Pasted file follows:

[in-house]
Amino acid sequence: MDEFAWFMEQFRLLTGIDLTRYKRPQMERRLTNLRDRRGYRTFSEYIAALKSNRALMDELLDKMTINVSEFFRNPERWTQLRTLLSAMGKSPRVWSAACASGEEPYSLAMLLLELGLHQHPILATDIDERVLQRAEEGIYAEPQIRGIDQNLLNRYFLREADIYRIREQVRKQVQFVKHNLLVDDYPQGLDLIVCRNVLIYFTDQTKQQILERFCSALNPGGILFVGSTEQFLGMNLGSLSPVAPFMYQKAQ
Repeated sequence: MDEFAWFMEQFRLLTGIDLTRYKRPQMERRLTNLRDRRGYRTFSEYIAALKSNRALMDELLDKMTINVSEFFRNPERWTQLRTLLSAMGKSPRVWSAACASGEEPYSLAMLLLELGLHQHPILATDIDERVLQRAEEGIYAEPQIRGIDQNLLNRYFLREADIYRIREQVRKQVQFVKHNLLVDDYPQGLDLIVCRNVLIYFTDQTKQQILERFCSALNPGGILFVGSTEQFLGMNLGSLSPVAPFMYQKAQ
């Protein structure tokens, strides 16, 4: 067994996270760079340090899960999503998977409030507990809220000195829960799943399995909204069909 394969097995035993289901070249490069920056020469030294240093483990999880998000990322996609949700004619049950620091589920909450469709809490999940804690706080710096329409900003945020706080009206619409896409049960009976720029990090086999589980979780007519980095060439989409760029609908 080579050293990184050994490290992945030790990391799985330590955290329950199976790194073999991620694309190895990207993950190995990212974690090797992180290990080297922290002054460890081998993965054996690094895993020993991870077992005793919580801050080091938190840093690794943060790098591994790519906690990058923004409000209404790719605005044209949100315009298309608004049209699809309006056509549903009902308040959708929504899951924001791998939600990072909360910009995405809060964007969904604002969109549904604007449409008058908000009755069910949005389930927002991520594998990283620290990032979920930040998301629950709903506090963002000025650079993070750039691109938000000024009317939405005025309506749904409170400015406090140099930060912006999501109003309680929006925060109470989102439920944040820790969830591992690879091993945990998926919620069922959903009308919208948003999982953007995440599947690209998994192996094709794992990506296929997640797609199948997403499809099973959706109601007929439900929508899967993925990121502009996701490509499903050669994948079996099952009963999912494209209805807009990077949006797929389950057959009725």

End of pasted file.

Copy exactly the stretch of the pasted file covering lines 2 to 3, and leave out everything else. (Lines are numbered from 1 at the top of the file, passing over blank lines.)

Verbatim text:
Amino acid sequence: MDEFAWFMEQFRLLTGIDLTRYKRPQMERRLTNLRDRRGYRTFSEYIAALKSNRALMDELLDKMTINVSEFFRNPERWTQLRTLLSAMGKSPRVWSAACASGEEPYSLAMLLLELGLHQHPILATDIDERVLQRAEEGIYAEPQIRGIDQNLLNRYFLREADIYRIREQVRKQVQFVKHNLLVDDYPQGLDLIVCRNVLIYFTDQTKQQILERFCSALNPGGILFVGSTEQFLGMNLGSLSPVAPFMYQKAQ
Repeated sequence: MDEFAWFMEQFRLLTGIDLTRYKRPQMERRLTNLRDRRGYRTFSEYIAALKSNRALMDELLDKMTINVSEFFRNPERWTQLRTLLSAMGKSPRVWSAACASGEEPYSLAMLLLELGLHQHPILATDIDERVLQRAEEGIYAEPQIRGIDQNLLNRYFLREADIYRIREQVRKQVQFVKHNLLVDDYPQGLDLIVCRNVLIYFTDQTKQQILERFCSALNPGGILFVGSTEQFLGMNLGSLSPVAPFMYQKAQ